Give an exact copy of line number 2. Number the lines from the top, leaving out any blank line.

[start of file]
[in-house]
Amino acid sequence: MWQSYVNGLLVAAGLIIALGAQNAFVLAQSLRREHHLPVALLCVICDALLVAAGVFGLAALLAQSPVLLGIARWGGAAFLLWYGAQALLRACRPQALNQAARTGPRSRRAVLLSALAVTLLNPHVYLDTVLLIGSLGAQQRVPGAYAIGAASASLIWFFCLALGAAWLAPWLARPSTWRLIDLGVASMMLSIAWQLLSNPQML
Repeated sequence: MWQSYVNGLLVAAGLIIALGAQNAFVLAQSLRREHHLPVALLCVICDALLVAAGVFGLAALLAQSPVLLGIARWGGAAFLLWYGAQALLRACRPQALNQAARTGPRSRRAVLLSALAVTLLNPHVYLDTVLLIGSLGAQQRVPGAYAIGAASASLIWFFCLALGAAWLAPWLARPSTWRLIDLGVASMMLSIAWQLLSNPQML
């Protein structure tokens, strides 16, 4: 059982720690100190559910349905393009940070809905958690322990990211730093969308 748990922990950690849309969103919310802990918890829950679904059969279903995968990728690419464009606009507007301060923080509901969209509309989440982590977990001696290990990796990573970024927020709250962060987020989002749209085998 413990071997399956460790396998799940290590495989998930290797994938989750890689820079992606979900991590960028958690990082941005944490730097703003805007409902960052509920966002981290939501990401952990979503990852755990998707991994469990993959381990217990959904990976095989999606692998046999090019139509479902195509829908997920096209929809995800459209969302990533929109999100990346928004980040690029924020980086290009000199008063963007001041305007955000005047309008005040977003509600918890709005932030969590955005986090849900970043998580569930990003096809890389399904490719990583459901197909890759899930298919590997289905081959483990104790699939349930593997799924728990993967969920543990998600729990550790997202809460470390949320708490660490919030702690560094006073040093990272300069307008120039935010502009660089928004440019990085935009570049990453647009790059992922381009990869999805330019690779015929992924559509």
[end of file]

Amino acid sequence: MWQSYVNGLLVAAGLIIALGAQNAFVLAQSLRREHHLPVALLCVICDALLVAAGVFGLAALLAQSPVLLGIARWGGAAFLLWYGAQALLRACRPQALNQAARTGPRSRRAVLLSALAVTLLNPHVYLDTVLLIGSLGAQQRVPGAYAIGAASASLIWFFCLALGAAWLAPWLARPSTWRLIDLGVASMMLSIAWQLLSNPQML